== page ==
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Here is a collection of the key terms regularly used in Moodle. Best to learn them now. It will assist your future learning a use of Moodle. One can't learn the concepts without first understanding the words.




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IMO

In My Opinion... sometimes... IMHO - In My Humble Opinion

Firebug

Firebug is a plug-in for the Firefox web browser, allowing users to inspect and edit HTML and CSS, monitor network activity, debug JavaScript and much more.

It is one of many Firefox plug-ins often recommended by the community to people creating and modifying Moodle themes.

Firebug van be downloaded from www.getfirebug.com

UTT

UTT is a forum term and is an abbreviation of Undescriptive Thread Title.

Examples of this could be "hey guys" or "funny pic".

Front Page

The front page is the initial page seen by someone reaching a Moodle site. It is not the home page for a course or classroom, but rather for the whole site.

The site settings determine which user roles can reach it. For example, the demo.moodle.org allows visitors (guests) to see it's front page and asks them to log in. A user clicking on the course is taken to the "Returning to this website" Moodle login in screen. Other sites may require a login before showing the front page.

Many functions of a front page are similar to those found in a course. The administration block will allow topics to be added to a Front Page.

http://docs.moodle.org/en/Front_Page

Grouping

A collection of groups, i.e. a group of groups!

See the [[Groupings|groupings documentation]].

LDAP

Lightweight Directory Access Protocol -

is an application protocol for modifying directory services. It is commonly used for user and computer directories for domains.

HIG

Human Interface Guidelines

See the wikipedia article.

Blog

A type of website usually maintained by an individual (Blogger) with regular entries of commentary, description of events or other material such as graphics or video. Entries are commonly displayed in reverse chronological order.
In one line - It is a sort of online diary.

XML

XML (eXtensible Markup Language) comes virtually unchanged from the ISO 8879 standard SGML for the implementation of markup languages. It is a general purpose specification that aims at representing with simplicity documents with high quality and usability.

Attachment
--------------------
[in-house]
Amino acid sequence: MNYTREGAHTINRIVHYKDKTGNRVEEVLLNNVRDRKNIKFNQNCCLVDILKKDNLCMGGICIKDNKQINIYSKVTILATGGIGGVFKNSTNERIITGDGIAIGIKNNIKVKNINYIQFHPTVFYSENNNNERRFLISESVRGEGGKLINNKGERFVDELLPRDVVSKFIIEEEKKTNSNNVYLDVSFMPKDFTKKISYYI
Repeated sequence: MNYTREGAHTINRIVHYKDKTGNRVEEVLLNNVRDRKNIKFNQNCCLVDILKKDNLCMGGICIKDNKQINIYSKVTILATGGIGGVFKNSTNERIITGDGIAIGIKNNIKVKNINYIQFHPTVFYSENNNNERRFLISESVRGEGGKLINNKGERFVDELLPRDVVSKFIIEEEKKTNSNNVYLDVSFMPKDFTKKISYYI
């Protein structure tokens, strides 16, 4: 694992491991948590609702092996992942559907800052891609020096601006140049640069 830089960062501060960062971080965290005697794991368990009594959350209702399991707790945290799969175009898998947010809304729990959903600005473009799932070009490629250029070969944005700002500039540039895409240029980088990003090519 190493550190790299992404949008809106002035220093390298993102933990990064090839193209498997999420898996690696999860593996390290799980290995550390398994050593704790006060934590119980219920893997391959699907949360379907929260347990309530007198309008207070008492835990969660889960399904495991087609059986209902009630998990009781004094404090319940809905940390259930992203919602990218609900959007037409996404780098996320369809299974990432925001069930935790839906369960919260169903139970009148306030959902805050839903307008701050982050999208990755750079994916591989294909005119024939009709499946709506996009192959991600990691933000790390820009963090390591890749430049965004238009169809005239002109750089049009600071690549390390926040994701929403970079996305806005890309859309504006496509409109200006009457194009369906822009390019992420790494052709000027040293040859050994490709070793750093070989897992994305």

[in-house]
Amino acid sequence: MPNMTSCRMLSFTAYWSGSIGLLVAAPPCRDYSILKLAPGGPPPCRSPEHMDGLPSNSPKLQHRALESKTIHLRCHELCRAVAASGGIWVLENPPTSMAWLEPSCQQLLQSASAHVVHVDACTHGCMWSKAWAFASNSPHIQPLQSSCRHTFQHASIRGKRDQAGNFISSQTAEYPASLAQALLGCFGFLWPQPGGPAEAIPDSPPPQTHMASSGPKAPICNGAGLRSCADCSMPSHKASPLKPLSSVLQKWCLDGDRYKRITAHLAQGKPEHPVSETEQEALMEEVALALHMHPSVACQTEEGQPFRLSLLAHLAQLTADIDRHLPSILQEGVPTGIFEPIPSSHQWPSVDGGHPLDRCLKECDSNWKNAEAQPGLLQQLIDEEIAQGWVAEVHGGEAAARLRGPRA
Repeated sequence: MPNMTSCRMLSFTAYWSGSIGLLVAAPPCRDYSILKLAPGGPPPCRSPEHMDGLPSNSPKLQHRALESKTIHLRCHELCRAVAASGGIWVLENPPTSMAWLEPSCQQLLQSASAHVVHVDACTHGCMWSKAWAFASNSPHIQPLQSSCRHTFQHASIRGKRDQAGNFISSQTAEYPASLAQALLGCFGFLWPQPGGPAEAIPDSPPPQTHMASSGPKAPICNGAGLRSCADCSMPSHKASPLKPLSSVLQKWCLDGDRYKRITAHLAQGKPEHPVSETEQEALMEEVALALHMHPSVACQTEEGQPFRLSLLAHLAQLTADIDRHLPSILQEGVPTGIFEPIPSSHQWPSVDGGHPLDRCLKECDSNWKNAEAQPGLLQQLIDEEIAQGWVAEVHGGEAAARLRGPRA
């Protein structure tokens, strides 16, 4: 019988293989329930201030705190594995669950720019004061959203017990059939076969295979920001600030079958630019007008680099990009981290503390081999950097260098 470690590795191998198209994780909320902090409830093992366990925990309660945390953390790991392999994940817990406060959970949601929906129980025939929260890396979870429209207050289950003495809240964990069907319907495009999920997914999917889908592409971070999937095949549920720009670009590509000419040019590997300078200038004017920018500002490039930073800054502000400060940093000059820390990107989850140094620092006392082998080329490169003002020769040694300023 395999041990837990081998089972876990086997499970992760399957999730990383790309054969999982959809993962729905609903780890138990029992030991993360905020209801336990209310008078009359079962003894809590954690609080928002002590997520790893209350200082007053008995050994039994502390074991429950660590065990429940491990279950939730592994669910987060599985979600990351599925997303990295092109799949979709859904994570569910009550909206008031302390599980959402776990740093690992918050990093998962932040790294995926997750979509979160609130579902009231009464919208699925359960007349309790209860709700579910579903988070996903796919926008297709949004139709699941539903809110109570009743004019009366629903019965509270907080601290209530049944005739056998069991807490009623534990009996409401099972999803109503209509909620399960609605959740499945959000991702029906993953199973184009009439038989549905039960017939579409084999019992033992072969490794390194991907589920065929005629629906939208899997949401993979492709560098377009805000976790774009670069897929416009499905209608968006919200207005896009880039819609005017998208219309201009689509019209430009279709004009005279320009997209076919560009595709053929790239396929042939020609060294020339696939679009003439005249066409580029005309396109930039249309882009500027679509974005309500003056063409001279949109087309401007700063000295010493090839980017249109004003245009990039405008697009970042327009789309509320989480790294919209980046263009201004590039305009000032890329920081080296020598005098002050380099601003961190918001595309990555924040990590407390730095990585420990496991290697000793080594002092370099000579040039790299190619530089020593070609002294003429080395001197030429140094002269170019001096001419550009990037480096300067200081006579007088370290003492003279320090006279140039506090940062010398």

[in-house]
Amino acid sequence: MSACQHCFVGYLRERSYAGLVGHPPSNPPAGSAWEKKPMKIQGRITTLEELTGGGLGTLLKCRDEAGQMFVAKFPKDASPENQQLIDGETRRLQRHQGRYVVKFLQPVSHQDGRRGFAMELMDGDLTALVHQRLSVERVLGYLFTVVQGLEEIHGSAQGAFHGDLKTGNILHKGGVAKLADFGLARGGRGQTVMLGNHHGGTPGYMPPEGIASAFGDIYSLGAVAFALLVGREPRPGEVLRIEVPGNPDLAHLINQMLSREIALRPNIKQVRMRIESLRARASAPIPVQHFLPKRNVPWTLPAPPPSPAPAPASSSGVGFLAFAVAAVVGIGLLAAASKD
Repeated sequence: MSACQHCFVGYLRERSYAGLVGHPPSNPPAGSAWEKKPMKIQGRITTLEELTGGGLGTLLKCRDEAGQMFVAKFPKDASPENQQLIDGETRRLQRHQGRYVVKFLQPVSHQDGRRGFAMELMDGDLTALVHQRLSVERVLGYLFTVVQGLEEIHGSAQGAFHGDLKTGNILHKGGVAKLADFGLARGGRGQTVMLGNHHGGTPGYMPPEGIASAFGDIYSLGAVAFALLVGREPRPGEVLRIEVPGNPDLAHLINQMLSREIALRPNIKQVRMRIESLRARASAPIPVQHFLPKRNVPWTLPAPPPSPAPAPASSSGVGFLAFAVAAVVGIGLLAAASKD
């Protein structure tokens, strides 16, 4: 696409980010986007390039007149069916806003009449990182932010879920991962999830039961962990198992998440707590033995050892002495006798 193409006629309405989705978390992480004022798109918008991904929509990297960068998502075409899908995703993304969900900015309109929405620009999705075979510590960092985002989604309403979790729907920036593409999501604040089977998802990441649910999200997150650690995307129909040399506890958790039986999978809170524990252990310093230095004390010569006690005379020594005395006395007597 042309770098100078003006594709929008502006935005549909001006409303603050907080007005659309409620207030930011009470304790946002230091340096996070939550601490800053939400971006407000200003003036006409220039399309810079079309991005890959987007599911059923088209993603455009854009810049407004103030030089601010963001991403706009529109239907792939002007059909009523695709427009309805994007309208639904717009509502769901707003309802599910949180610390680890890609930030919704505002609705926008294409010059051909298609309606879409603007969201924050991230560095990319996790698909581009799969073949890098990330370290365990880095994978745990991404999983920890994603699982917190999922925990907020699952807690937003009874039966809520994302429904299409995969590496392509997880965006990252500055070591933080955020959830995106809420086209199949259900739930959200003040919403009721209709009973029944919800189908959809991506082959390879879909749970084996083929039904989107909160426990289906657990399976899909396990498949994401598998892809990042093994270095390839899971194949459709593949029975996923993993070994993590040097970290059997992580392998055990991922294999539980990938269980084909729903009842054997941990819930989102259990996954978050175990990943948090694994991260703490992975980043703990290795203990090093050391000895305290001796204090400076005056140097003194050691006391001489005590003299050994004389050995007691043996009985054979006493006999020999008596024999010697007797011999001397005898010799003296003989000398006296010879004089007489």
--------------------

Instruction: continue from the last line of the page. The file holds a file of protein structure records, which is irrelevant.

Examples of markup languages coming from xml are xhtml, mathml, musicml, graphml and svg. Applications like OpenOffice use the ooxml file format to represent word processing documents, spreadsheets, presentations and charts. This file format is essentially a zip file containing xml documents.

Although it is very similar to xhtml, the html specification is not a xml markup language.

References

  1. XML on Wikipedia
  2. The W3C recommendation on XML

SVG

SVG (Scalable Vector Graphics) is a markup language based on XML for representing two-dimensional vector graphics. It allows for both static and dynamic graphics. Vector graphics usually perform better when compared to raster formats like JPEG, PNG or GIF, and can be rescaled arbitrarily without loss of quality, and the rescaling does not imply a larger digital footprint. Thus, for instance, the graphics for printing an entire outdoor picture could fit in just a couple megabytes of disk space (the same as a good cellphone picture) without loosing its quality.

SVG can also be used to represent text where the required fonts are unavailable, by converting each individual character to a set of graphical paths. It can also be used to represent other types of content like mathematical formulas,

Some web browsers have native (but incomplete) support for SVG. The list includes browsers based on the gecko engine (Firefox, Netscape, Camino, Epiphany, and SeaMonkey), browsers based on the webkit engine (Safari, Chrome, OmniWeb), Opera and Amaya. On the other hand, browsers based on the MSHTML engine (Internet Explorer, Wikibrowse, Maxthon, and NetCaptor) do not provide support for SVG.

References

  1. The W3C recommendation on SVG.
  2. SVG on Wikipedia.

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